Looking at the firing side, getting someone to leave is emotionally wrenching for everyone involved: the employee, the manager, the rest of the team. Occasionally things turn truly nasty, and threats of litigation erupt. If you do it too often, too, you'll give your company a reputation for being a bad place to work. Firing is really not something you want to do.
So what's a manager to do?
There's no one answer. There are, however, partial answers:
listen to the "hire slowly" part. It's better to be understaffed than to have to fire too often.
Use contracting. When a contractor leaves, that's just the end of a contract; it's not firing. It's much less wrenching on the team and doesn't lead
Contract-to-hire is a valid way to go. It's harder to hire, but it gives everyone an out if things don't work (that means the potential employee can leave, too, so make sure you have a good work environment so he'll want to stay!)
It's best to hire a great person who will complement and enhance the team, but it's impossible to really know that until you've gotten into it. In the meantime, be careful, and give yourself and the candidate as many chances as possible to decide this isn't working.... until that happy day when you both decide it is!
This is a quick one for all the Ruby types out there. I installed the heroku gem onto a fresh Amazon Linux box today, and then this happened:
[ec2-user@newbox ~]$ heroku :29:in `require': no such file to load -- readline (LoadError) from :29:in `require' from /usr/local/lib/ruby/gems/1.9.1/gems/heroku-2.9.0/lib/heroku/command/run.rb:1:in `' from :29:in `require' from :29:in `require' from /usr/local/lib/ruby/gems/1.9.1/gems/heroku-2.9.0/lib/heroku/command.rb:17:in `block in load' from /usr/local/lib/ruby/gems/1.9.1/gems/heroku-2.9.0/lib/heroku/command.rb:16:in `each' from /usr/local/lib/ruby/gems/1.9.1/gems/heroku-2.9.0/lib/heroku/command.rb:16:in `load' from /usr/local/lib/ruby/gems/1.9.1/gems/heroku-2.9.0/bin/heroku:13:in `' from /usr/local/bin/heroku:19:in `load' from /usr/local/bin/heroku:19:in `'
The gem install missed a dependency. This fixes it:
gem install rb-readline
That was easy, but took a good 10 minutes to figure out. Here's hoping you don't stumble over the same thing!
I was discussing a problem with an engineer I work with recently, and we basically came down to two ways we could solve the problem. They were basically equal; each had benefits and drawbacks, but neither was obviously a better choice.
There is, however, one big difference: one of the ideas followed standard conventions. The other violated them.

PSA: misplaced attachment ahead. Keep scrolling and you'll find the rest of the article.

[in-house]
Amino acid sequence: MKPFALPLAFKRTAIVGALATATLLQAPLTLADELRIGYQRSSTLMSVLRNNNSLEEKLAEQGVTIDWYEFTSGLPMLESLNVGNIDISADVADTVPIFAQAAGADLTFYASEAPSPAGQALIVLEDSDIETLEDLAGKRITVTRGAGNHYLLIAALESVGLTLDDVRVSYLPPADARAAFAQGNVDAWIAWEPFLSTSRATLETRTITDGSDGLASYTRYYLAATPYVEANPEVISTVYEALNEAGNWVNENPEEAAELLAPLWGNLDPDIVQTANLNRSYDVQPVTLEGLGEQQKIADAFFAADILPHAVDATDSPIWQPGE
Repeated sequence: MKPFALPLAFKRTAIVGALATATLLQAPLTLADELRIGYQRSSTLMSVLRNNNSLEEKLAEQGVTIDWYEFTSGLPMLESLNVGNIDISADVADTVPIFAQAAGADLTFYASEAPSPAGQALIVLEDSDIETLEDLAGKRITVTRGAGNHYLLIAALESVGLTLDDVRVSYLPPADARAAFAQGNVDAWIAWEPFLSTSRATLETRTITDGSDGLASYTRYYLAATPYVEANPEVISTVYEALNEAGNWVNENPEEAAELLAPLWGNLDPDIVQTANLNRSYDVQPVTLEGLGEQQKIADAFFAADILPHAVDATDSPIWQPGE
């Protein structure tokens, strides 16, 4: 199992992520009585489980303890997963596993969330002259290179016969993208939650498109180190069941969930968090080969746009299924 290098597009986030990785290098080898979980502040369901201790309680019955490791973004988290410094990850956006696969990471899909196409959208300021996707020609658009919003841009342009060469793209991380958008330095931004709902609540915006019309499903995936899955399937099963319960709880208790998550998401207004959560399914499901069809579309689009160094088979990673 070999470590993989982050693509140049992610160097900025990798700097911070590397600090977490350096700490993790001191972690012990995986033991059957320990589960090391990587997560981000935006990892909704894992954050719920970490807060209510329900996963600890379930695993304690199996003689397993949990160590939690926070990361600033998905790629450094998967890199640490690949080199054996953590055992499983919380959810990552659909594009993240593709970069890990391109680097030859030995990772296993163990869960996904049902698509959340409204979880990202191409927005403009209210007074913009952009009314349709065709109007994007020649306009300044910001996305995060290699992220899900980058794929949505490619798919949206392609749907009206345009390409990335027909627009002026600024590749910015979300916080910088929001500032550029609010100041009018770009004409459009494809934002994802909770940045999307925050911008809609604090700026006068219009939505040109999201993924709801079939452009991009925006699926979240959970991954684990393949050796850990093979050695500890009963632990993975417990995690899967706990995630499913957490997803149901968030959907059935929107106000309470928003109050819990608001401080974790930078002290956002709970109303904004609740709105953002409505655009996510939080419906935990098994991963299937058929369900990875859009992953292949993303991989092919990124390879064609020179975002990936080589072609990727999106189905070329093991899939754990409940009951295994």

Let's talk about conventions for a second. Conventions are the well-worn paths in software. They're the habits that engineers pick up. Creating a branch per major feature and merging into master (thus keeping master pretty stable) is a convention of a lot of developers using Git. Giving a gag (read: really ugly) desk decoration to the developer who most recently broke the build is a convention followed by many engineering teams.
Conventions are a feedback loop. Tools help create conventions, and then conventions dictate what the tools do and how they work. Over time this makes it a lot easier to follow conventions. The tools support it better (fewer workarounds needed!). New developers joining the team can get up to speed more quickly.
So if our choices are equal in every other way, then choose the one that follows convention.
I've been interviewing devs and testers frequently lately, and I noticed I was doing something that in retrospect seemed kind of odd:
I almost always asked about superlatives.
"What's your favorite bug?"
"Tell me the thing you most disliked about the test framework you built."
"Describe the coolest project you ever led, and who you worked with on it."
Most, biggest, best, worst, least. All of it is extremes.
Extremes are memorable, but most of life is NOT an extreme. Most of life is somewhere in the middle. You're only going to have one best and one worst at any point in time. You're going to have lots of in between.
So why don't I ask about that? After all, most of the time working with this person will be spent on the stuff in the middle.
Let's talk about the best and the worst, but let's also talk about the things that happen the most.... all the stuff in between. There's no adrenaline rush, there's no despair, there's no exultation and cheering. I want to know you and I can work effectively together when all those extremes are absent. What do we do on an average Thursday? Now THAT's interesting.
As a happy homeowner, I occasionally get to do fun things like hire contractors to come in and make the place look better. (Note: Sarcasm present. This is not actually fun. It's both expensive and truly frustrating.) Our last project just finished last Friday, and involved replacing damaged sheetrock and flooring from a water leak in the upstairs, followed by painting, restaining the floors, and hanging a new light fixture. Overall we worked with a good group of people, and I'm pleased with the end result.
But so much of it was like a software project.
We basically did this:
demolition (okay, this part was kind of fun)
testing for water damage
new light fixture
Fairly straightforward and almost totally linear. If this were a software project, it would be the easiest thing to plan, ever. But then life intervenes.
For each step, we'd get a call from the project manager: "I can have a guy there tomorrow, but my best guy's on another job tomorrow and he can't come until the day after tomorrow." Translation: Do you want it done fast? Or done right?
Or I'd be talking to a worker and he'd say, "I can try the patch with this [weird-looking thing that's what would happen if a drill and a blow dryer had a baby], and it'll be okay but it might warp a little, or I can just let it air dry and come back tomorrow." Translation: Do you want it done fast? Or done right?
(And no, I couldn't pick both. See? Just like software!)
Now the easy thing to say would be: "Do it right! What's another day?" That's easier to say when you're not living in a construction zone. It's also easy to say when you don't have guests coming.... real soon now!
Is this sounding like software yet? Compromises to meet a hard date, check!
So we chose. We can do demolition fast. Testing we didn't get to control. Sheetrock had to be right; that's hard to change. Painting wasn't hard, so we chose the guys who were available (and who did a perfectly acceptable job). The floor had to be right all the way - we walk on it all the time, and any variations in color or finish are both very expensive to fix and really noticeable.
In short, we did some fast, and we did some right. Just like software.
Keep in mind you don't have to make a single universal choice. You get to pick every time you have a choice. So pick frequently and pick what's right for that decision. You can't have fast and right, but you can control what's fast and what's right - and that will give you the closest to your ideal.